By comparing the simulation results, the following can be seen for the vapor-recompression-assisted distillation:
• Distillation column diameter and height are lower and thus can be accommodated within one column
• The auxiliary condenser size is much smaller since it has a smaller duty
• The reflux pump is smaller in size
• The intermediate column-transfer pump is eliminated
• An additional compressor will be required
It is not the intention here to carry out a capital cost comparison, as it is dependent on various market conditions. However, it is believed that the energy savings (in other words, the operating cost) from the vapor-recompression system provide very high returns on investment.
Operating cost analysis. An operating cost analysis is used to demonstrate the energy savings in a vapor-recompression distillation system. The basis of the operating costs is presented in Table 3. The costs used are typical, and are benchmarked against U.S. Gulf Coast standard operating-plant data.
For the conventional distillation system, the operating energy costs consist of the reboiler steam cost, condenser cooling-water cost and reflux-pump power cost. Because the product pump’s power cost is the same in both the cases, it is not considered for evaluation of cost gains. For the vapor recompression system, the operating energy costs include the cooling water cost for the auxiliary condenser and power costs for the reflux pump and compressor. In this system, no operating costs are associated with steam since the reboiler is heated by compressed column-overhead vapors.
The evaluated energy cost of a conventional distillation system with a steam reboiler and cooling-water condenser are shown to be higher than the vapor recompression system. Table 4 presents the major parameters contributing to operating costs used for cost analysis purposes. This operating cost comparison shows a net saving of about $7 million/yr.
Edited by Dorothy Lozowski
1. Ferre, Josep A., Castells, Franceesc and Flores, Joaquin, Optimization Of a Distillation Column With a Direct Vapor Recompression Heat Pump, Ind. Eng. Chem. Process Des. Dev., Vol. 24, No.1, 1985.
2. Chiang, Teh-ping and Luyben, William L., Comparison of Energy Consumption In Five heat-integrated Distillation Configurations, Ind. Eng. Chem. Process Des. Dev., Vol. 22, No.2, 1983.
3. Danziger, R., Distillation Columns With Vapor Recompression, Chem. Eng. Prog., Vol. 75:9, pp. 58–64. Sept. 1979.
4. Bannon, R.P., Heat Recovery in Hydrocarbon Distillation, Chem. Eng. Prog., Vol. 74:7, pp. 41–44, July 1978.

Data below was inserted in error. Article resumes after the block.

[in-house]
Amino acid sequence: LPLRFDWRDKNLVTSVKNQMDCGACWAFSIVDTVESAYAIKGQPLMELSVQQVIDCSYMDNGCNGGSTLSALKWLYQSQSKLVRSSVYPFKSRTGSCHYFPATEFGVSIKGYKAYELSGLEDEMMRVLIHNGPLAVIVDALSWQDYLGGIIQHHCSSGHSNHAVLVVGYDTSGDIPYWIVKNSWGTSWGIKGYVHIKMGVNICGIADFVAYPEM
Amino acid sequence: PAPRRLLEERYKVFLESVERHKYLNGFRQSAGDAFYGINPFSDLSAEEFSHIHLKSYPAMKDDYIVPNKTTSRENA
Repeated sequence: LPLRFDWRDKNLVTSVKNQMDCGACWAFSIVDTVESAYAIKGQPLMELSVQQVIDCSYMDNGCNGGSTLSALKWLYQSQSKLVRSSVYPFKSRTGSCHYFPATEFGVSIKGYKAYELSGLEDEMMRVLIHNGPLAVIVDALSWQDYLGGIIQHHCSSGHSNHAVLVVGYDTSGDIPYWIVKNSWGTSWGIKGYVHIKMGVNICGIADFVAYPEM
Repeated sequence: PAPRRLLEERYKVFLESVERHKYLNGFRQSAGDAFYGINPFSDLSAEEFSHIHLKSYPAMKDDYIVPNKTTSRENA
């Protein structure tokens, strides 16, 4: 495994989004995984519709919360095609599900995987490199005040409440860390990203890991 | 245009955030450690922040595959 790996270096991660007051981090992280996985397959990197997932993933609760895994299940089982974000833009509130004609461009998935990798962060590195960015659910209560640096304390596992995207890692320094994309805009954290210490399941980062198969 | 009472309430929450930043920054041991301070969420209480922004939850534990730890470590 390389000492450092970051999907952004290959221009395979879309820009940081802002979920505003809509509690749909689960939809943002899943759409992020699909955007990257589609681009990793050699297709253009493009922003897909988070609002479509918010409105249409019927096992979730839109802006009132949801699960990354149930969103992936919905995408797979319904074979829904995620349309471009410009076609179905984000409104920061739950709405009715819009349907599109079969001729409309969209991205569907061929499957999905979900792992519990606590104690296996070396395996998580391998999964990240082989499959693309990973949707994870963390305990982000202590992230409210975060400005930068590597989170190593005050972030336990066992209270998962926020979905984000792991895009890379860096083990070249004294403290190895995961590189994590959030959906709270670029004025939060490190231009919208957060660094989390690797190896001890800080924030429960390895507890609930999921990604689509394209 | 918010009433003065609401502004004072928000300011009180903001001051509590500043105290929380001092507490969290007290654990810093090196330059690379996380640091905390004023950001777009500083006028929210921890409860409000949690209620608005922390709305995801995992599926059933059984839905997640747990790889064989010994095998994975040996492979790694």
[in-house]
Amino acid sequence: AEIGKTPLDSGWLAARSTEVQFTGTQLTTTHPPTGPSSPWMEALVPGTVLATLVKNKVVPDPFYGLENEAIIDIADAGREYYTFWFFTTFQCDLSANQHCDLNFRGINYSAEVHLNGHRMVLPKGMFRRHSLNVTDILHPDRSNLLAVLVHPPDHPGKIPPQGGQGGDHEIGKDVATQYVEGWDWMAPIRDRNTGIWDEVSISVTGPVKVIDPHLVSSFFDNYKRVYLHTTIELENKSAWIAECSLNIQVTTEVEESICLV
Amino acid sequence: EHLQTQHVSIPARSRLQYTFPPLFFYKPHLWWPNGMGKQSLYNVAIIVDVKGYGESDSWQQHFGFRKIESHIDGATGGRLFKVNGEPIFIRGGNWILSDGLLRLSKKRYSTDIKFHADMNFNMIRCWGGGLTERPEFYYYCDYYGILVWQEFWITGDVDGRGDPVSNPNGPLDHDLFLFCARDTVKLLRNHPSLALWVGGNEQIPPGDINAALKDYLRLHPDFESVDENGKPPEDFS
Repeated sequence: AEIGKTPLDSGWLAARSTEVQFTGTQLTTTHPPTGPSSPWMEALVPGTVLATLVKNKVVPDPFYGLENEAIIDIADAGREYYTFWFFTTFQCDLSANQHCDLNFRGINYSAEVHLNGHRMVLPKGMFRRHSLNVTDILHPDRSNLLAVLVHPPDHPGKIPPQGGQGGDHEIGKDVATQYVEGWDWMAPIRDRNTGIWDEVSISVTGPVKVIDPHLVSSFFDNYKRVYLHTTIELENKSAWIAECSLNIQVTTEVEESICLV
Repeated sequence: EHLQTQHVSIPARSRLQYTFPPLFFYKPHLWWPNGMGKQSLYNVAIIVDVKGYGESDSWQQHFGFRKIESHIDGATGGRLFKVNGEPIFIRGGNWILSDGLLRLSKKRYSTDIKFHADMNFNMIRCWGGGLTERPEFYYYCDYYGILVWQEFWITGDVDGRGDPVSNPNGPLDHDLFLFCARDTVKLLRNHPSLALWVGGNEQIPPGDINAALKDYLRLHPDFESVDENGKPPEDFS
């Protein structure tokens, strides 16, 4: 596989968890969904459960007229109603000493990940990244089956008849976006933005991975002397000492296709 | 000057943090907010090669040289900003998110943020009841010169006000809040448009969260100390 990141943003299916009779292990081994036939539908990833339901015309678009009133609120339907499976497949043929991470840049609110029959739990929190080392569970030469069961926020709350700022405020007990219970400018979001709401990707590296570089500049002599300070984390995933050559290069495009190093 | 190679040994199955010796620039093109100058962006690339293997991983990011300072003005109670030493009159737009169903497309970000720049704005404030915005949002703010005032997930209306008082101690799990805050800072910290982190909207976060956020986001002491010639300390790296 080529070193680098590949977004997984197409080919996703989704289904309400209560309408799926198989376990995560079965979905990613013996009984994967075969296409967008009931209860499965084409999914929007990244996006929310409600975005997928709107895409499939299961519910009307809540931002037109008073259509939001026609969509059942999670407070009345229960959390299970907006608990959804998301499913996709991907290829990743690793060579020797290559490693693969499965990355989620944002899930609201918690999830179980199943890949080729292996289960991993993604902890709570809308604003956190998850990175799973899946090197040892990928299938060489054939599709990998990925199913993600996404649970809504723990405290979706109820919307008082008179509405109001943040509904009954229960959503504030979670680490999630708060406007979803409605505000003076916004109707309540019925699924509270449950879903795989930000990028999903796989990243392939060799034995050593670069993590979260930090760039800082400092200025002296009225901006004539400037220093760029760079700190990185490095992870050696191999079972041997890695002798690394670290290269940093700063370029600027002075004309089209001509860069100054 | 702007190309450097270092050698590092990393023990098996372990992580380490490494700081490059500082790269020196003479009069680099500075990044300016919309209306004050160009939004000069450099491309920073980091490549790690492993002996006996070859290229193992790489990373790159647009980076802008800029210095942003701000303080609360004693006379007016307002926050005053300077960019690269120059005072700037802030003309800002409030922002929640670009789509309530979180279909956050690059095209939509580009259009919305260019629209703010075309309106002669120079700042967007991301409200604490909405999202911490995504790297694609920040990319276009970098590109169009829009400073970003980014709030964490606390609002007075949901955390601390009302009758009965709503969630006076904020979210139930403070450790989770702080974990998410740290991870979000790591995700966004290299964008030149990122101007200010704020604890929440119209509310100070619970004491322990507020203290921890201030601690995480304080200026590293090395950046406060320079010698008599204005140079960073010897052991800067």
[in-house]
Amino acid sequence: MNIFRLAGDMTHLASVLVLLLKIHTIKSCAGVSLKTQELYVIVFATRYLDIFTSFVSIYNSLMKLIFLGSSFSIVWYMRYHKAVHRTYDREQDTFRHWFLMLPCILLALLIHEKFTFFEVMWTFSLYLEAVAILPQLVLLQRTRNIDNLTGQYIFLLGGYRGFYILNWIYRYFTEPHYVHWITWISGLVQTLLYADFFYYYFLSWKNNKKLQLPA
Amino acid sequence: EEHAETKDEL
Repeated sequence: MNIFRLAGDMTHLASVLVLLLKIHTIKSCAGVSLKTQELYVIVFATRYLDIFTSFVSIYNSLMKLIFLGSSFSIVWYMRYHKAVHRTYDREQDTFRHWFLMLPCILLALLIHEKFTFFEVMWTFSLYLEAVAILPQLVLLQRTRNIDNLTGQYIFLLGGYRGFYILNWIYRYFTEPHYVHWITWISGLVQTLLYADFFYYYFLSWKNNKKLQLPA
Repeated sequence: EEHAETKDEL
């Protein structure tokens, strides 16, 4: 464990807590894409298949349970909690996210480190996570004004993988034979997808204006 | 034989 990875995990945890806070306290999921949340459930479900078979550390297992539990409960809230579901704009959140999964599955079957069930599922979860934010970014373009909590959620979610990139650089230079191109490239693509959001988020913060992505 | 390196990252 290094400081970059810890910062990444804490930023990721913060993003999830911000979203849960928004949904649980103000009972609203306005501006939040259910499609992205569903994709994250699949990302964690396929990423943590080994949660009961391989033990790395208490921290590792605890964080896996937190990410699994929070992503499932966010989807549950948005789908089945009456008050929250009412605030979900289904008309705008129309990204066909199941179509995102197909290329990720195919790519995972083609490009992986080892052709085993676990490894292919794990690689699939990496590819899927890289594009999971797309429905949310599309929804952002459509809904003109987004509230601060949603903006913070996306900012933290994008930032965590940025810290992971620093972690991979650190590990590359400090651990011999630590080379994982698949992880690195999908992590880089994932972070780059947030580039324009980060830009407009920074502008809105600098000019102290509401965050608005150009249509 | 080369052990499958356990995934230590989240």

5. Sloley, Andrew W. and Hanson, Daryl W. Folded Distillation Models For Heat Pump Process Design, Paper presented at the IASTED Conference on Applied Modeling, Cancun, Mexico, June 15–17, 1995.
6. Russel, R.A., A Flexible and reliable method solves single tower and crude distillation column problems, Chem. Eng., p. 53, Oct. 17, 1983.
7. Perry, R.H. and Green, D.W., “Perry’s Chemical Engineers’ Handbook,” 8th ed., McGraw-Hill, Chapter 13, Section 13–25, 2007.
Atul B. Choudhari is the engineering manager-process at Aker Powergas Private Ltd. (Powergas House, I-Think Techno Campus, Kanjurmarg, Mumbai-400042, India; Phone: +91-22-66916025; Email: firstname.lastname@example.org). His experience of 18 years includes flowsheet simulations, process optimization, basic and detailed engineering for petrochemicals, petroleum refinery and hydrocarbon processes. He has contributed various technical papers in the field of process optimization. He holds a B.E.Ch.E. from Marathwada University, Aurangabad.
Pradnya P. Gune (E-mail: email@example.com) has 20 years of experience in petrochemicals and petroleum-refining plant engineering and design. Her positions have included technical services, process plant design, project management and technology selections. Presently, she works as senior technology manager at Aker Powergas Private Ltd. in Mumbai. She holds a B.S.Ch.E. from UDCT (Now ICT), Mumbai. She has authored several publications in the field of distillation and energy saving options in process plants.
Jayant D. Divey is the senior vice president in the Polymer Technology Group of Reliance Industries Ltd. (Email: firstname.lastname@example.org) with which he has been associated for the last 14 years. Prior to that, he was with National Organic Chemicals Industries in Mumbai. He has over 30 years of experience in polyolefins and the petrochemical industry including high- and low-density polyethylenes, polypropylene and fluid catalytic cracking in petroleum refining. He has specialized in process design and development, technology, projects and all aspects of manufacturing. He is a chemical engineer with a postgraduate degree from IIT Bombay and a diploma in management studies from Bombay University.